On November 20th, organist Olivier Latry gave the U.S. premiere of Levinson’s au coeur de l’infini on the Opus 1953 organ at the Cathedral Basilica of the Sacred Heart in Newark, NJ. The work, which received its world premiere in 2013 at the Cathedral of Notre Dame (Paris, France), has been toured extensively by Latry. Listen to a brief excerpt of the work here.

Stacy Garrop Wins 2017 Utah Arts Festival Competition

Congratulations to Stacy Garrop, who was named the winner of the 2017 Utah Arts Festival Chamber Ensemble composition competition. She has been commissioned to compose a new work for flute, clarinet, violin, cello, piano, and percussion. The piece will receive its premiere at the June 2017 Utah Arts Festival in Salt Lake City.

Explore a work with similar instrumentation by Stacy Garrop…
Remnants of Nine (1999)
For Flute, Clarinet, Violin, Cello, Piano, and Percussion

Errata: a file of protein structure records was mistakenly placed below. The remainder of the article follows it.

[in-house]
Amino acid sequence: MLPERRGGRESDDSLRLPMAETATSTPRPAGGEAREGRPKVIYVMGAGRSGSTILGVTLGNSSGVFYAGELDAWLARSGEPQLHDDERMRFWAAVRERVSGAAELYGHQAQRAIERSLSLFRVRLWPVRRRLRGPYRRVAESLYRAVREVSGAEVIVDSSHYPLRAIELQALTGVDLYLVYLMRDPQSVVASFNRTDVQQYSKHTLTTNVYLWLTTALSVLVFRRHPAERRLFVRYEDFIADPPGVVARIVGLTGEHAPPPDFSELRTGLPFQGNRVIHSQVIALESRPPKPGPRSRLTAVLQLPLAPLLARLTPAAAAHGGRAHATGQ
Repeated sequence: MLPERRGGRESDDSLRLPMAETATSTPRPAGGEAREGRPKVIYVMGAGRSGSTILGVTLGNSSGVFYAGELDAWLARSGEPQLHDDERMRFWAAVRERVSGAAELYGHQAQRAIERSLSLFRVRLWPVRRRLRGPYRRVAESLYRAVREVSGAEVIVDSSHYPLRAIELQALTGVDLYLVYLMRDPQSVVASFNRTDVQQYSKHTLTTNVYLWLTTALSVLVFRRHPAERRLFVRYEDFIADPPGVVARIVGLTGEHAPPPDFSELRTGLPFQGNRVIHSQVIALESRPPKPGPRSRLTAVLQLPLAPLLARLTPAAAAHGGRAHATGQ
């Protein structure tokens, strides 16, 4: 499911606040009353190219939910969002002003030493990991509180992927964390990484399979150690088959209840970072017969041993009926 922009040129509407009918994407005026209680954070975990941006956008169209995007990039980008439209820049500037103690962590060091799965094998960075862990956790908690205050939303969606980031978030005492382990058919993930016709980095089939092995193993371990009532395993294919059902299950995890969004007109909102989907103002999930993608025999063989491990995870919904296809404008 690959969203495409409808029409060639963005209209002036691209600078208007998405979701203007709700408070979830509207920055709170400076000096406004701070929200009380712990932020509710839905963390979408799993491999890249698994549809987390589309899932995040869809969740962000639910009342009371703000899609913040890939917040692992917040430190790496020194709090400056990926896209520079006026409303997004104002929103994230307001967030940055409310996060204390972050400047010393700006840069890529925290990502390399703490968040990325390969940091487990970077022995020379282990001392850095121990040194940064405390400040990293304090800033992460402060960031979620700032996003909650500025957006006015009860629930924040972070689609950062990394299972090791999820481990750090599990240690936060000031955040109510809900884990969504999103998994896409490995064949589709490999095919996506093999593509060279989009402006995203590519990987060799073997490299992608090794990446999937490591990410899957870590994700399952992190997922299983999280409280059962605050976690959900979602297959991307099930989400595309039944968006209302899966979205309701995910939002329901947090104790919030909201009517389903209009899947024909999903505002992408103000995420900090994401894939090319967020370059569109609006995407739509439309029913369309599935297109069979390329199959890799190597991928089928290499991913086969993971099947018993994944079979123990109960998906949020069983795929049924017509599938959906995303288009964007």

Duration: 6’30”
Program Note:
Remnants of Nine contains a playful mix of motor rhythms, pedal points, big boomy piano and percussion noises, and some tone row theory. The source material for the piece is a fourteen chord row which are all major or minor triads (thus giving the piece a modal sound). The work begins with a slow introduction in which several melodies are stated as well as fragments of the chord row. After a brief pause, the work jumps to a fast tempo and shows off its themes and row via a mixture of pedal point sections and orchestrally altered versions of the chord row. The piece feverishly spins forward at full tilt through a maze of short, linked sections until it blazes its brightest in a no-holds-barred ending.